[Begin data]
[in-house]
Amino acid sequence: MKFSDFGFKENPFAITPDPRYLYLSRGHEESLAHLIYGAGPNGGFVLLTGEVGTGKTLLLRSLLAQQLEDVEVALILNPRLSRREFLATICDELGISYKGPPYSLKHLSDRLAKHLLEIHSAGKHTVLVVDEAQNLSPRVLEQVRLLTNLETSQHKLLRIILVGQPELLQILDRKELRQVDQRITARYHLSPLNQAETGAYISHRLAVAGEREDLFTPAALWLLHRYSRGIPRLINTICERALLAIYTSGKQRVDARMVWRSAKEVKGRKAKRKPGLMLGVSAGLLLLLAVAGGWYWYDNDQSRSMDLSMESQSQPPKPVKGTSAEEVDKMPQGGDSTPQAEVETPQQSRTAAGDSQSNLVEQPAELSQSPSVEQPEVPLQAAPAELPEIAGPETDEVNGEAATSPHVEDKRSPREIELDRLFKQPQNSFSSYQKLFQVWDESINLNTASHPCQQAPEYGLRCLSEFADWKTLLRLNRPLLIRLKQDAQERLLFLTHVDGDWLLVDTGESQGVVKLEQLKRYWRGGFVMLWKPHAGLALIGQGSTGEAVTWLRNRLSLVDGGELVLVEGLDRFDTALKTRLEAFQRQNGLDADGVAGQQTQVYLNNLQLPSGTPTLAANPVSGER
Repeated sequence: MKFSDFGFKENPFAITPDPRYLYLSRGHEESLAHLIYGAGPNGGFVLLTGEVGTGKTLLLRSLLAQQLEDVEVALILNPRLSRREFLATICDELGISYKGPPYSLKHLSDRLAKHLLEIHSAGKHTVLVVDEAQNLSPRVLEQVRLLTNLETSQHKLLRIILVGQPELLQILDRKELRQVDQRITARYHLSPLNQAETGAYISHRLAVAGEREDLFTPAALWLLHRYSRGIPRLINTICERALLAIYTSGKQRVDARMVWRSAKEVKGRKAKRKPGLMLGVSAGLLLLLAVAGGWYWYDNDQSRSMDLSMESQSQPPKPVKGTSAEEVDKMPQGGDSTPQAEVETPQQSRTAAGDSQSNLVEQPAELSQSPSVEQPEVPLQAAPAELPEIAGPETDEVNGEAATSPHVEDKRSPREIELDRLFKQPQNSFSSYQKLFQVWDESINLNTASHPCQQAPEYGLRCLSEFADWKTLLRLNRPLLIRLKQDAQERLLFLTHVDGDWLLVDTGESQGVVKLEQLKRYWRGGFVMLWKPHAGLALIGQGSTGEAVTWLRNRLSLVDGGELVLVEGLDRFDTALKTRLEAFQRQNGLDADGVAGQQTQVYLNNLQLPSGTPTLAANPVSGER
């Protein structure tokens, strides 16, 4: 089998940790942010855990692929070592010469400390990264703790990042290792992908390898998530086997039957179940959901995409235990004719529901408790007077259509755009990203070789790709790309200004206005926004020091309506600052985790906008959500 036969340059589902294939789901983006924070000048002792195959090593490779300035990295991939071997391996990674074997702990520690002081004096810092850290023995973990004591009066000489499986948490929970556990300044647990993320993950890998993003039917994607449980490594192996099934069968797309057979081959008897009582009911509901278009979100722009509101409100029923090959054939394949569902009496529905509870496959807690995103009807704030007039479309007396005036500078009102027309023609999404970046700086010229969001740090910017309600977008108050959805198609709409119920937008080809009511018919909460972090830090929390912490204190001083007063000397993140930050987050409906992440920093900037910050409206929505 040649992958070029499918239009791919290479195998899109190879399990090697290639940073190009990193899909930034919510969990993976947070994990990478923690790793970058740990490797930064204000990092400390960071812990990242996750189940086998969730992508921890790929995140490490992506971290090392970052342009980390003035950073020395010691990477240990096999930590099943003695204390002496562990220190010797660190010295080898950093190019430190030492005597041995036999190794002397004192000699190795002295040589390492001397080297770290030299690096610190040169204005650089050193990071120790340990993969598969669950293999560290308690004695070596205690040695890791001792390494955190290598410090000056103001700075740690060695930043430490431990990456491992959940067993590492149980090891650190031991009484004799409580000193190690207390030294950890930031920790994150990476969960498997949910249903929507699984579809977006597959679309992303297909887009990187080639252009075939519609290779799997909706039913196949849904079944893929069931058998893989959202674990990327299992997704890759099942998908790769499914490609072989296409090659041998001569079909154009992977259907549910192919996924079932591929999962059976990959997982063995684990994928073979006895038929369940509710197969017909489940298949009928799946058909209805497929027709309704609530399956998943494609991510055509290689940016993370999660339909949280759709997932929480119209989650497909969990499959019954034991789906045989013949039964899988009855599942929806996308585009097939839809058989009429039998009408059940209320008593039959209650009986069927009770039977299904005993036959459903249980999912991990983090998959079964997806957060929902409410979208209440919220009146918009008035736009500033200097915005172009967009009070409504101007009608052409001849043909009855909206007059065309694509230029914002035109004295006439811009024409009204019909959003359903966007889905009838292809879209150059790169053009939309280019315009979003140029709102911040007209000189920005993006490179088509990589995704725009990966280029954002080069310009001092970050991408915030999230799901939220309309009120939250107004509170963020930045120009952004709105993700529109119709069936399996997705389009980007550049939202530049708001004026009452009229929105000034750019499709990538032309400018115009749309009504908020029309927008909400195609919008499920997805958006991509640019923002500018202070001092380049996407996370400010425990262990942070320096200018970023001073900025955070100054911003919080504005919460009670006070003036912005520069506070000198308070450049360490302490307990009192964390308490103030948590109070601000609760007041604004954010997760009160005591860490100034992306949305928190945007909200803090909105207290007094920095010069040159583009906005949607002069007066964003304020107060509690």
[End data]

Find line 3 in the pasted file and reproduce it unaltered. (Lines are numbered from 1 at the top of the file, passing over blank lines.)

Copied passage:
Repeated sequence: MKFSDFGFKENPFAITPDPRYLYLSRGHEESLAHLIYGAGPNGGFVLLTGEVGTGKTLLLRSLLAQQLEDVEVALILNPRLSRREFLATICDELGISYKGPPYSLKHLSDRLAKHLLEIHSAGKHTVLVVDEAQNLSPRVLEQVRLLTNLETSQHKLLRIILVGQPELLQILDRKELRQVDQRITARYHLSPLNQAETGAYISHRLAVAGEREDLFTPAALWLLHRYSRGIPRLINTICERALLAIYTSGKQRVDARMVWRSAKEVKGRKAKRKPGLMLGVSAGLLLLLAVAGGWYWYDNDQSRSMDLSMESQSQPPKPVKGTSAEEVDKMPQGGDSTPQAEVETPQQSRTAAGDSQSNLVEQPAELSQSPSVEQPEVPLQAAPAELPEIAGPETDEVNGEAATSPHVEDKRSPREIELDRLFKQPQNSFSSYQKLFQVWDESINLNTASHPCQQAPEYGLRCLSEFADWKTLLRLNRPLLIRLKQDAQERLLFLTHVDGDWLLVDTGESQGVVKLEQLKRYWRGGFVMLWKPHAGLALIGQGSTGEAVTWLRNRLSLVDGGELVLVEGLDRFDTALKTRLEAFQRQNGLDADGVAGQQTQVYLNNLQLPSGTPTLAANPVSGER